So I’m still here, and working away at the new semester. But September has been a wash writing-wise, for all sorts of reasons–a big one of which was the hurricane.
Hurricane Irene hit New England hard on August 28. In Vermont, it washed out roads and covered bridges and left entire communities isolated. In Connecticut, flash floods blew through the middles of towns and left puddles the size of city blocks. In my part of Massachusetts, it took down trees by the score–and power lines with them.
My house lost power on Sunday at about 11AM, when a tree fell at the end of our street and brought spaghetti-like heaps of power lines down with it. We weren’t entirely surprised by this–while out walking our dog that morning, my wife and I had pointed out that tree as being very likely to come down (I make no claim to any prognosticative talent thereby–the tree was long dead and had been dropping rotting branches onto the road ever since we moved into our house two years ago). A neighbor put out some orange cones around the downed tree; we packed our food into a cooler and played Scrabble while the storm went on.
Then another tree went down, on the other end of the block.
Then the first of the telephone poles came down…and then another…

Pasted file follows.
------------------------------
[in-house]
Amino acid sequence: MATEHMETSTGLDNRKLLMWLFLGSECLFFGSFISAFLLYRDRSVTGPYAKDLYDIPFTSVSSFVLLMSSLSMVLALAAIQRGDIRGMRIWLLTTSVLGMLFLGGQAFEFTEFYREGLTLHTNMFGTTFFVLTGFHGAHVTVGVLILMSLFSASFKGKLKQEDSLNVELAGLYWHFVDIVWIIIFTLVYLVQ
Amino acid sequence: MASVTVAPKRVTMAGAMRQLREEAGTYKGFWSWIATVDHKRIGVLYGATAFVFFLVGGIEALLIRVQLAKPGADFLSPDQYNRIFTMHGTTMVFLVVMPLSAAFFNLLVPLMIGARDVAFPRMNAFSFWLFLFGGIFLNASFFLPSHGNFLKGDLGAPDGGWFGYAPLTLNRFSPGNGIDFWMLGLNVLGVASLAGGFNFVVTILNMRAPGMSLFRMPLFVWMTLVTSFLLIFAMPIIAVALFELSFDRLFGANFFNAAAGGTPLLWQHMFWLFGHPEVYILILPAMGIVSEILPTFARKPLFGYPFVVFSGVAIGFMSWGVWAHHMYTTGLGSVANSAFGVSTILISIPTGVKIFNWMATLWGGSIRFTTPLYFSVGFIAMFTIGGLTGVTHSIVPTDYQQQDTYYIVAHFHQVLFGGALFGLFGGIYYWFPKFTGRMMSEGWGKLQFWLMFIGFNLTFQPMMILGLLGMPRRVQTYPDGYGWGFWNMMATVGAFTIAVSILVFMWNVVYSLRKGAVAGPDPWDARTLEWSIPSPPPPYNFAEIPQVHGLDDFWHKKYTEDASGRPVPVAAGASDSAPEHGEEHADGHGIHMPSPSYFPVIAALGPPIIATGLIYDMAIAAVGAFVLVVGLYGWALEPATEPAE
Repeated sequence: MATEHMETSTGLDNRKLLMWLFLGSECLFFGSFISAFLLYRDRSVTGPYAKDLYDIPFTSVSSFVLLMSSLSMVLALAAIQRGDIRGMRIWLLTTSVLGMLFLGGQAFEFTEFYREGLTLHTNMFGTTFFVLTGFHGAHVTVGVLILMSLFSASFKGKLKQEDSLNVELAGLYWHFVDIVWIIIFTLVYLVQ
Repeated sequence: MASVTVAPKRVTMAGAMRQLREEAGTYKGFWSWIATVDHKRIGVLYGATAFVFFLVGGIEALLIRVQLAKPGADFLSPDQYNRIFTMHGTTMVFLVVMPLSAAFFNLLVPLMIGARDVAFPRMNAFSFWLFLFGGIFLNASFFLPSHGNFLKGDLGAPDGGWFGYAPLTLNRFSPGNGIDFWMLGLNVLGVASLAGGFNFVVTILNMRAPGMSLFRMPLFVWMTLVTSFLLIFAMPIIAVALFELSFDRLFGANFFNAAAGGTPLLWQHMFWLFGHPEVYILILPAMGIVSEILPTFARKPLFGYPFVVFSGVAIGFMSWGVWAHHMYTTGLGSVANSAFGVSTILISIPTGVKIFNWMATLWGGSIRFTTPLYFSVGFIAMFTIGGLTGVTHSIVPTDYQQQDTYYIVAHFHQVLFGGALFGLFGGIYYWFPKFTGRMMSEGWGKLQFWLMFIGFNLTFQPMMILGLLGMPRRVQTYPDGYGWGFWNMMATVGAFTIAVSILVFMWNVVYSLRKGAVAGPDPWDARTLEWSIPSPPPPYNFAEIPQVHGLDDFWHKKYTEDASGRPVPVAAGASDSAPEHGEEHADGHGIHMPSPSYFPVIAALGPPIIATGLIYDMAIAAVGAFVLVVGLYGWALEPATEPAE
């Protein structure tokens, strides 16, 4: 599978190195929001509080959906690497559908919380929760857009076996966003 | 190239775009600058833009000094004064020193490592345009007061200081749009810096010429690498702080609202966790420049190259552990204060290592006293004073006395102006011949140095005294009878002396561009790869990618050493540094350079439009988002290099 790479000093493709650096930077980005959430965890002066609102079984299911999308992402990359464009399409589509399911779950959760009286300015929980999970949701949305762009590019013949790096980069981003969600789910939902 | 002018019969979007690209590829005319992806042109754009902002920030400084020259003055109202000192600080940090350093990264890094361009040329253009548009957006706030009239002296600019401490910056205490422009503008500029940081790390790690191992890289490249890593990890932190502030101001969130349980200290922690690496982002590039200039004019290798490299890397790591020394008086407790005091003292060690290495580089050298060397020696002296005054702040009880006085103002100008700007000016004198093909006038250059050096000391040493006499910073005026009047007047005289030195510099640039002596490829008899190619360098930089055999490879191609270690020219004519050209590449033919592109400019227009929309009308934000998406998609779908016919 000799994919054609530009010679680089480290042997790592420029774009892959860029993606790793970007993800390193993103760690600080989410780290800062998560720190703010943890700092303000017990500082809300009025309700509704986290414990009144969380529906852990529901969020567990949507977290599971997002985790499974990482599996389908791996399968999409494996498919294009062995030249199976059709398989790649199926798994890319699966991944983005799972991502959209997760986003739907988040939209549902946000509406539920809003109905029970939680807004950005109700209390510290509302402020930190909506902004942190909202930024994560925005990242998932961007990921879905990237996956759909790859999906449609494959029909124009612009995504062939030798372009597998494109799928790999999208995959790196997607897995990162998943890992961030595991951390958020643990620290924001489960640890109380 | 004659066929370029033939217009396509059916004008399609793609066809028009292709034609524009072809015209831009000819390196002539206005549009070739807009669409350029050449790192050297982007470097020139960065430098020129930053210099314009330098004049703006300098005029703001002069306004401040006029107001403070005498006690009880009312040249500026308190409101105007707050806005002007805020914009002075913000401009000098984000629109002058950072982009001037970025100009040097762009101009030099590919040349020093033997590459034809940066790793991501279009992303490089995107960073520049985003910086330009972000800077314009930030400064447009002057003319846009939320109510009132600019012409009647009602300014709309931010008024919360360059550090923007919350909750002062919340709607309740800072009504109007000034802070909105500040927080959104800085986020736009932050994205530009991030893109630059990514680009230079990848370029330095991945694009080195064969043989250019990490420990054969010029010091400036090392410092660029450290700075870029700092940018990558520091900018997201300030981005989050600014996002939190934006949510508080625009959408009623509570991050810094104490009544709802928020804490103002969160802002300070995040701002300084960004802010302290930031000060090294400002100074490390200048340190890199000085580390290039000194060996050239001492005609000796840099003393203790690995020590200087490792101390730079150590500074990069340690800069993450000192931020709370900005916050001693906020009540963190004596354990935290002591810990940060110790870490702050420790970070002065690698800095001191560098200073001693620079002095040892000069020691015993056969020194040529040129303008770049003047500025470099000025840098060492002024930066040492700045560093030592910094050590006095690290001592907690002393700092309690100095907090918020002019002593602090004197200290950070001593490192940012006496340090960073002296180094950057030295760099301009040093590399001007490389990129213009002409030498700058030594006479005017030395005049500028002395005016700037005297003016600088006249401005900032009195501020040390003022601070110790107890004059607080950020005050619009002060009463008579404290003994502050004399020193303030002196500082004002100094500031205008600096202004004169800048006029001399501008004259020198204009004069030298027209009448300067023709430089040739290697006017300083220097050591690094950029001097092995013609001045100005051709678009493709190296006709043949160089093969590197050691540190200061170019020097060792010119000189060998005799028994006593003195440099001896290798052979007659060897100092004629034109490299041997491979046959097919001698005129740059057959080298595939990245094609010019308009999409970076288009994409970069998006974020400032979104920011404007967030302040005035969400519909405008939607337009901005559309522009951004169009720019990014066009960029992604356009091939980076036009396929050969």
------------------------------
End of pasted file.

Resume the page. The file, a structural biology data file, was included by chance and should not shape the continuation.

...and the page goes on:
Once the storm ended, the damage assessment started–and it was kind of a doozy. It took the utility companies a couple of days just to clear the roads, and nearly a week to restore power to my neighborhood. By the time power came back on, I had four days left in which to write the syllabi I’d so blithely assured myself I’d get done in the two weeks before the semester started–and I’ve been scrambling ever since to catch/keep up with the daily work of the semester.
I did find this bit of information interesting: according to NPR, the last few years has seen some of the heaviest hurricane seasons since the Middle Ages, which paleotempestologists (archeologist/stormchasers who must have to order extra-long business cards) have pinpointed as having been something of a golden age for great big hurricanes. They figured this out by combining data from inland lagoon sediment layers, coral growth patterns, and other sorts of evidence. The full article is here (http://www.npr.org/templates/story/story.php?storyId=111809658), and offers a glimpse into a world of medieval research far away from my nice dry libraries and archives.
Anyway, with this particular hurricane having passed with no more serious effects for us than a fridge and cooler full of spoiled food and a hectic start to the semester, I’m definitely feeling a bit of guilt over neglecting my writing (both here and elsewhere) over the last few weeks. Back to the grindstone…and all the best to those elsewhere (especially in my fondly-remembered college stomping grounds in Plainfield, Vermont) who are still recovering from more serious consequences of the storm.
One response to “Blown Away…”
I get a chuckle out of thinking of paleotempestologists (wow, that’s a mouthful) as gleeful about a golden age of hurricanes.